It should come as no surprise that the most common season to move takes place during summer. In fact, the majority of moves in the United States take place sometime between Memorial Day and Labor Day. This is likely because it is easier for families and students to move during summer. However, there are downsides to moving during summer, such as hot temperatures, and you better be prepared to pay more during peak moving season.
If it is within your budget, it may make the job easier if you can afford to hire movers that can do the heavy lifting for you. It is also highly recommended that you have a moving checklist that can help you stay organized. Read further as we discuss these moving tips further below.
Moving in Summer is More Expensive
Yes, it is generally more convenient to move in summer, but it will definitely cost you more to do so. Moving companies, renting moving containers or self storage units, and trucks will cost you more if you choose to move during summer. Summer is considered the peak moving season because it is easier for families to move during summer, as there is no school schedule to follow.
College kids are also moving into and out of dorms or student housing during summer. Plus, many view summer as the ideal weather to move in, it is certainly easier than moving in a foot of snow.
Be Prepared for the Heat
While moving in summer may be easier than moving in cold and snow, you will still need to be prepared for the heat. Try to plan out your move to start early in the day. This is when temperatures are still relatively mild with low humidity. Plus, starting early means beating traffic too.
An ideal time to start would be early in the morning like around 8 am. If you cannot start early, time your move for late afternoon, or early evening when the temperatures start to cool down.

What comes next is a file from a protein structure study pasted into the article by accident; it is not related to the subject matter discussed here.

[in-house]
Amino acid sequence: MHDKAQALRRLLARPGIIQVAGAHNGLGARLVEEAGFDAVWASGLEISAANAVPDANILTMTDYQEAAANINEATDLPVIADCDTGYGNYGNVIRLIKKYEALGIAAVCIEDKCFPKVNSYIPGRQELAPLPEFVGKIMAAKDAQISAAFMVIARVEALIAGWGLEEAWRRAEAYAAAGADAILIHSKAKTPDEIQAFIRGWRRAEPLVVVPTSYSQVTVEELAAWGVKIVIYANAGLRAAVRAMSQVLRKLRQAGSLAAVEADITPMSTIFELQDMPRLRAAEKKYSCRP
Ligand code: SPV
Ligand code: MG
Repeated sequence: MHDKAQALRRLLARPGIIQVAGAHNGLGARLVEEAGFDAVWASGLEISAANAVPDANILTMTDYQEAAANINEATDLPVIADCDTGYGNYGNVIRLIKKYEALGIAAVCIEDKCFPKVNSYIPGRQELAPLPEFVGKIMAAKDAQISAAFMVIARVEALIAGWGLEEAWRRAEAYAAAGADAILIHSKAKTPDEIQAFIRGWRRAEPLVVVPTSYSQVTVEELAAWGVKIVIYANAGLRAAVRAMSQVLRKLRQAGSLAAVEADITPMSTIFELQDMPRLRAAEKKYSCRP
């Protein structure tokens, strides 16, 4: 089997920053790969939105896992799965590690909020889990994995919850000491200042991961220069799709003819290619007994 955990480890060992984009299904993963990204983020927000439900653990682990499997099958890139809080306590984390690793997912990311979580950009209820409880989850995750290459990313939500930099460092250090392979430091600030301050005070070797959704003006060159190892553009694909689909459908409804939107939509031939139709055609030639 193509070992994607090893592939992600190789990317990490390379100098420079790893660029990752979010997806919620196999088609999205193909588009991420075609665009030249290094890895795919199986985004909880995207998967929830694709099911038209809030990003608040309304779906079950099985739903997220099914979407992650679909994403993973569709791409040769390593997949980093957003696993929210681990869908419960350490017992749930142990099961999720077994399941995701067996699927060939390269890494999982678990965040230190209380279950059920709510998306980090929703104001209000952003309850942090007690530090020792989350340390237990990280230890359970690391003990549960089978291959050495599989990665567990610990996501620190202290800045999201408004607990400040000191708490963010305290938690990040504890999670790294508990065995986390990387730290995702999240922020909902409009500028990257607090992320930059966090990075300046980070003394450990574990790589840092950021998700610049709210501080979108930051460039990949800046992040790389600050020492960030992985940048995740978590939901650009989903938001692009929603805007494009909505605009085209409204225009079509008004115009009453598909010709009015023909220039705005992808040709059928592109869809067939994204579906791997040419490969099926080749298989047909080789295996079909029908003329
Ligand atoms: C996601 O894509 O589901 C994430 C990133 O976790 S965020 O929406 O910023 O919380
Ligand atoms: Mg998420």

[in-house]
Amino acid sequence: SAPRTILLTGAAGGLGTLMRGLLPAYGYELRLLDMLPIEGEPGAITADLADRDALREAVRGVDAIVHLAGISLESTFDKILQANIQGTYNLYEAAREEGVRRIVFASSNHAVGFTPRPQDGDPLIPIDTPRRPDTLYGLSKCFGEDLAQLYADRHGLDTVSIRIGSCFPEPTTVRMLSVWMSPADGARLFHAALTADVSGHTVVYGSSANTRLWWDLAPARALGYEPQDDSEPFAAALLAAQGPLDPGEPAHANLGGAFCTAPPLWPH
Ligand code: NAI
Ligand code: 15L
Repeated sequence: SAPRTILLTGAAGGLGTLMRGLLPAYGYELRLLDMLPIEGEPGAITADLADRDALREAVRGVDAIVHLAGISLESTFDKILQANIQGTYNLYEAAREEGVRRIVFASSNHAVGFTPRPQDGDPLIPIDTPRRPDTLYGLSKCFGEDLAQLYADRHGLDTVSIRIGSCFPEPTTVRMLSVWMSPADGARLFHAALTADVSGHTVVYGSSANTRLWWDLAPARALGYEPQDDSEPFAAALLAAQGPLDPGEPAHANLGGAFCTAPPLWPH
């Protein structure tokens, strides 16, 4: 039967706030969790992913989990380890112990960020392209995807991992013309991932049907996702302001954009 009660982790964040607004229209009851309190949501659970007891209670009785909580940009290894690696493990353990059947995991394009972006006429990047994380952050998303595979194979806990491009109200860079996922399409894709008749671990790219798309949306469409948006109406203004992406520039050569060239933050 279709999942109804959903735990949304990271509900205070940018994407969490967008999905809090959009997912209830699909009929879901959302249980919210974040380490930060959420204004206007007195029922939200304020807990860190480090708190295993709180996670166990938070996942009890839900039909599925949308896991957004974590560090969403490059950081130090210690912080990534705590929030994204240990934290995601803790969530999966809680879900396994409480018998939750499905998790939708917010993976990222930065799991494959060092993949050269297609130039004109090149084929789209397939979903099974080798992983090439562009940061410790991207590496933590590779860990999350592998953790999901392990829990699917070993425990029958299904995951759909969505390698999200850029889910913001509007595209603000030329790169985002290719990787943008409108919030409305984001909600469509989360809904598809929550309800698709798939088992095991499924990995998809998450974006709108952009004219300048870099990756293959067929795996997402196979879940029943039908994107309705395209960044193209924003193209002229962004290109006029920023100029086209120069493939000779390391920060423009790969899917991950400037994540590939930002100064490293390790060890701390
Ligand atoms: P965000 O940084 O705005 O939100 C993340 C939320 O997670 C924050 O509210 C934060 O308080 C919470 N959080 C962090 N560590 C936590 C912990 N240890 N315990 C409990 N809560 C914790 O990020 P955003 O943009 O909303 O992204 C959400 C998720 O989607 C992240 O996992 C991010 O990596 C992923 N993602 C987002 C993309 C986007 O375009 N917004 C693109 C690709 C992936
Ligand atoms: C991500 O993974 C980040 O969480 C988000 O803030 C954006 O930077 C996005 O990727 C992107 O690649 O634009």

Try to stay hydrated in the heat as moving in hot weather will make you extra thirsty. Have water bottles on hand for your family and your movers. Even if you hired professional movers, it is still advised to have plenty of water on hand for anyone involved with the move.
Dress in Appropriate Clothing for the Move
If moving in the summer, you should dress for the heat. You will need to wear light, breathable clothing, preferably clothes made from cotton. No heavy fabrics for moving in summer, unless you want to broil in the heat. You will also need to wear comfortable shoes, like athletic shoes, with socks. Also, no opened-toed sandals for moving in summer. Moving involves lifting, and unpacking, and moving back and forth between your new house and your old residence.
It will be easier to move if you are wearing comfortable and appropriate clothing.
Finally, once dressed correctly to move, do not forget your sunscreen. The last thing you will want to deal with after moving all day is a sunburn. Try to make it a waterproof brand that can hold out against sweat, as moving in summer is sweaty work. Apply according to the directions on the bottle.
Make Sure You Turn the Air Conditioning On in the New House